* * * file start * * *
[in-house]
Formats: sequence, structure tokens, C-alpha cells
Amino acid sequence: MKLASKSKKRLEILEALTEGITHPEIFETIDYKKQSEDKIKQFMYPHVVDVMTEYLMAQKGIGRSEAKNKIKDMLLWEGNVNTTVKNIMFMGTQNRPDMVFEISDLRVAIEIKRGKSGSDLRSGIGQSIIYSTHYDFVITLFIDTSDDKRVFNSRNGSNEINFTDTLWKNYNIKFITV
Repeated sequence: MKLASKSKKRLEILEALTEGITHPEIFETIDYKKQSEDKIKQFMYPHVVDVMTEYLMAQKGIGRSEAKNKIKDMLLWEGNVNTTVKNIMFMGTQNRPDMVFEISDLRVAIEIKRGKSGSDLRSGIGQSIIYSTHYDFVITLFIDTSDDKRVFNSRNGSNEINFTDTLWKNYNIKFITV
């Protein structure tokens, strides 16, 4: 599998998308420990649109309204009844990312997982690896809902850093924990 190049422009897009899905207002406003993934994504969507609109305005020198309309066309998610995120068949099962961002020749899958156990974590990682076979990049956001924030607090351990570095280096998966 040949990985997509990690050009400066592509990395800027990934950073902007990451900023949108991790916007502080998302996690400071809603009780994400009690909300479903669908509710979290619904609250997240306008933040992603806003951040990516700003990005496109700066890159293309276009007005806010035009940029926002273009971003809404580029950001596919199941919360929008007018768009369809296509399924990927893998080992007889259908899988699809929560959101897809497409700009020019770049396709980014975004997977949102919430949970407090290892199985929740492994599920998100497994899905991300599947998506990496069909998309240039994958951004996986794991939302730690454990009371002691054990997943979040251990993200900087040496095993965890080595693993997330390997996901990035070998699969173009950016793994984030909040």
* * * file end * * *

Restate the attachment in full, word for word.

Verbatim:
[in-house]
Formats: sequence, structure tokens, C-alpha cells
Amino acid sequence: MKLASKSKKRLEILEALTEGITHPEIFETIDYKKQSEDKIKQFMYPHVVDVMTEYLMAQKGIGRSEAKNKIKDMLLWEGNVNTTVKNIMFMGTQNRPDMVFEISDLRVAIEIKRGKSGSDLRSGIGQSIIYSTHYDFVITLFIDTSDDKRVFNSRNGSNEINFTDTLWKNYNIKFITV
Repeated sequence: MKLASKSKKRLEILEALTEGITHPEIFETIDYKKQSEDKIKQFMYPHVVDVMTEYLMAQKGIGRSEAKNKIKDMLLWEGNVNTTVKNIMFMGTQNRPDMVFEISDLRVAIEIKRGKSGSDLRSGIGQSIIYSTHYDFVITLFIDTSDDKRVFNSRNGSNEINFTDTLWKNYNIKFITV
């Protein structure tokens, strides 16, 4: 599998998308420990649109309204009844990312997982690896809902850093924990 190049422009897009899905207002406003993934994504969507609109305005020198309309066309998610995120068949099962961002020749899958156990974590990682076979990049956001924030607090351990570095280096998966 040949990985997509990690050009400066592509990395800027990934950073902007990451900023949108991790916007502080998302996690400071809603009780994400009690909300479903669908509710979290619904609250997240306008933040992603806003951040990516700003990005496109700066890159293309276009007005806010035009940029926002273009971003809404580029950001596919199941919360929008007018768009369809296509399924990927893998080992007889259908899988699809929560959101897809497409700009020019770049396709980014975004997977949102919430949970407090290892199985929740492994599920998100497994899905991300599947998506990496069909998309240039994958951004996986794991939302730690454990009371002691054990997943979040251990993200900087040496095993965890080595693993997330390997996901990035070998699969173009950016793994984030909040």